Less is More

(or how I stopped blindly including shit in my composer.json)

I have absolutely no doubt this post will be largely disagreed upon by many in the PHP community, but I’ve had a terrible day and I’m hoping that the process of just getting this off my chest will be therapeutic in some way.

It started with a hydrator…

At work here at AdSpruce I’ve finally managed to start coding some, at least for part of our week. Our JavaScript SDK has scaled beyond our wildest dreams,  and we hit a daily high this week with just under 10m SDKs delivered. Obviously, this raises problems of scale, and we’ve finally cleared a decent chunk of time to re-write and refactor our SDK with scalability, maintainability and responsiveness in mind. This should go down as a big win.

So, today I sat down and started writing the tests for our new lightweight SDK that offsets much of the work needed in the delivery of the adverts to workers via a Beanstalk queue. It should have been so easy. Things went well for the early part until I realised that I wanted to be able to extract and serialise our Device object to put it into the queue, and then hydrate it back into a Device object inside the worker. “No problem”, I thought. I’ve used Zend Framework 2 a lot (and as an aside, I’m now a ZFCA – woo hoo!), Zend\StdLib includes a set of hydrators that are specifically designed to cleanly solve this problem.

A quick look on packagist tells me that this component has no dependencies on any other component inside or outside of ZF2. That’s a win for reusable code, so I added it to my composer.json.

But wait!

Running my tests gave an unexpected error: Test Error It appears that Zend\StdLib\Hydrator\ClassMethods (at least) has an undeclared dependency on Zend\Filter. A quick conversation in IRC later and I find it also has an undeclared dependency on Zend\ServiceManager.

At this point I feel I should apologise to Marco – having a very bad morning is no excuse for being a fuckwit in IRC and rage-quitting when your opinions are questioned.

I also want to make it clear that my beef here isn’t with the undeclared dependencies in this component, that can be easily fixed and then the choice on whether to use it or not can be an informed one. My concern is over the number of people who would willingly and happily add the extra dependencies to their project in order to use this component. Zend\ServiceManager is currently 2,511 lines of code, and Zend\Filter is 7,351 lines of code. As far as I can tell (and don’t quote me here please, its a token guess based on 10 seconds of looking at code), the hydrator only needs the Word filters which are around 100 lines of code. So, using my amazing rounding techniques to make something look simpler that it is, by my maths, Zend\StdLib\Hydrator\ClassMethods imports 10,000 lines of code to make use of 100 lines. That’s 1% of the lines of code imported that are actually needed.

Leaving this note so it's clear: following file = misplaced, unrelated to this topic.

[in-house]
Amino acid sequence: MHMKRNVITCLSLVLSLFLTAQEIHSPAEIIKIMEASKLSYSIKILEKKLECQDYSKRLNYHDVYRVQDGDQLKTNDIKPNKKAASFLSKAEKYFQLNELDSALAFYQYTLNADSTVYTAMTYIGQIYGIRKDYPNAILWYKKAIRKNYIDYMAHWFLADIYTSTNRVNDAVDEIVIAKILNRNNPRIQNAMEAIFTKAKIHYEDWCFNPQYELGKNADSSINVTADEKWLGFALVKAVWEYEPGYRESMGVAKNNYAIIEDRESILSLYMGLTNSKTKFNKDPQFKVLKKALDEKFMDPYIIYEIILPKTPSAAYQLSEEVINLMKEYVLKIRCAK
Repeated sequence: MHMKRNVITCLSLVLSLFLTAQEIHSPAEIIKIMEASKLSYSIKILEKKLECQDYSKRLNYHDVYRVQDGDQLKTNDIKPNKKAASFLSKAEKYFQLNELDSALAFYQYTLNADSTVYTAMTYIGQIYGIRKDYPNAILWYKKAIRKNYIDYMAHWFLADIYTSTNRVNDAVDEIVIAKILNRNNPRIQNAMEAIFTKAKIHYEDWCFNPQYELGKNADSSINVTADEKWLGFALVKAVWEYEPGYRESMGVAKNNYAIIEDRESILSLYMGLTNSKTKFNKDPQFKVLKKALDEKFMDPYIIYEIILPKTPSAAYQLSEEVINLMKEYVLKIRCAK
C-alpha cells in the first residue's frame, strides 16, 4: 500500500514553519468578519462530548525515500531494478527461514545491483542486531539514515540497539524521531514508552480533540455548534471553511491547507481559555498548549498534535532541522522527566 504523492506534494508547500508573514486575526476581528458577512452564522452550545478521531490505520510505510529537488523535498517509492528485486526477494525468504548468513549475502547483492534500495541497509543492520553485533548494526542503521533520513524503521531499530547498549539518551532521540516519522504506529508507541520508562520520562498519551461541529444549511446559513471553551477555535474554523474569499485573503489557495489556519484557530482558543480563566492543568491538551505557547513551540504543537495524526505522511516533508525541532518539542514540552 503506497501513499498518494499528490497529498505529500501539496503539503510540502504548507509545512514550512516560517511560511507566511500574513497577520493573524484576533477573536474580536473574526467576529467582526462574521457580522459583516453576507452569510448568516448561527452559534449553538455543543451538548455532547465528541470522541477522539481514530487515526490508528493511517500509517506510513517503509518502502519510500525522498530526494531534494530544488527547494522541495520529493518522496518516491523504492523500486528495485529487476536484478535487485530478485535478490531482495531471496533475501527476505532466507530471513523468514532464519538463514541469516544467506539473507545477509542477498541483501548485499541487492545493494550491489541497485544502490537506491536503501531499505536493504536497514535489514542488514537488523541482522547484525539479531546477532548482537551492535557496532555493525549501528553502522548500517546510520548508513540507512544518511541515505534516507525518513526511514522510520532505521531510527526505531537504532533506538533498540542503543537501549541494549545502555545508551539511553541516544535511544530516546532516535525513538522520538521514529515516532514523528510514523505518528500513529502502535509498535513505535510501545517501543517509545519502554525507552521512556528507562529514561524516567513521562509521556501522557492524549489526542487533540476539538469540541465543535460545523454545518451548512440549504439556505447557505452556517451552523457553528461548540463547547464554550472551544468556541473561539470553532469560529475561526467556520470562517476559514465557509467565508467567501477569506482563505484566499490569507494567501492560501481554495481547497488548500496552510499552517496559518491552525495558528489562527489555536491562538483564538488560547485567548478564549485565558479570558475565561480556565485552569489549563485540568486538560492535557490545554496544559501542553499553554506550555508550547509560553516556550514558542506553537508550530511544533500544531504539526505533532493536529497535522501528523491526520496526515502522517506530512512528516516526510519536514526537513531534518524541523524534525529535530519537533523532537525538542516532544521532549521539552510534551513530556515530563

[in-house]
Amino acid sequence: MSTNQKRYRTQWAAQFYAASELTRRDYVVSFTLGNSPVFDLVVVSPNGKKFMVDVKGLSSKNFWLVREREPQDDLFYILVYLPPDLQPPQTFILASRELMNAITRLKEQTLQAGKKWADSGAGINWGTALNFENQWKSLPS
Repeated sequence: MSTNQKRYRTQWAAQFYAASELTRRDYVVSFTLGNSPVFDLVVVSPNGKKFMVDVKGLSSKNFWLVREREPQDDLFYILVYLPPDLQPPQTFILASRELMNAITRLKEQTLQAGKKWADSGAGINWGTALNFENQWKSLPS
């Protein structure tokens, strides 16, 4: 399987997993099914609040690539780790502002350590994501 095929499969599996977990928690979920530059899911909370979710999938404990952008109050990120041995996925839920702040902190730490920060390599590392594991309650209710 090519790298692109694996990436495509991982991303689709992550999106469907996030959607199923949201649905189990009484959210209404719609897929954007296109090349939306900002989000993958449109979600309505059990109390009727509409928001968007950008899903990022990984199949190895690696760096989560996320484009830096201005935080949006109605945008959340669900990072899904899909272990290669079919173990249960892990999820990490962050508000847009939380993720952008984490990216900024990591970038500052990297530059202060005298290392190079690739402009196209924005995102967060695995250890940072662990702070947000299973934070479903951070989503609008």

Yeah Yeah

So, this is where the contention happens. I can almost feel the overwhelming weight of apathy barrelling towards me as the literally tens of people reading this blog shrug in indifference. And that’s fine.

“Disk space isn’t a problem any more”

“So what?”

“You are a stupid idiot”

These are just some of the  responses that I’ve got when moaning about this on IRC and on Twitter, and that’s perfectly fine. If you’re happy to let Composer pull in many and unknown dependencies so that you can use one or two classes out of the hundreds it installs, that’s completely fine. It’s your project after all. But I’m actually starting to sway away from this unchecked use of Composer.

Simplify All The Things

Around a year ago I first came across Ed Finkler‘s MicroPHP Manifesto. Of course, being a big advocate of the Zend Framework I immediately discounted it. But over the intervening months I’ve started to move further and further away from the full stack framework in some cases.

Of course, for some cases full stack is still my prefered framework of choice. Our client and admin back-end still leverages the power of ZF2; for one it makes user entry with Zend\Form (among other components) much, much easier. But when we rebuilt version 1.5 of our SDK, and now, with the forthcoming version 2 I want some of our sites to be as lean and lightweight as possible. This is where I am starting to really buy into the less-is-more ideals laid out so succinctly in the MicroPHP Manifesto.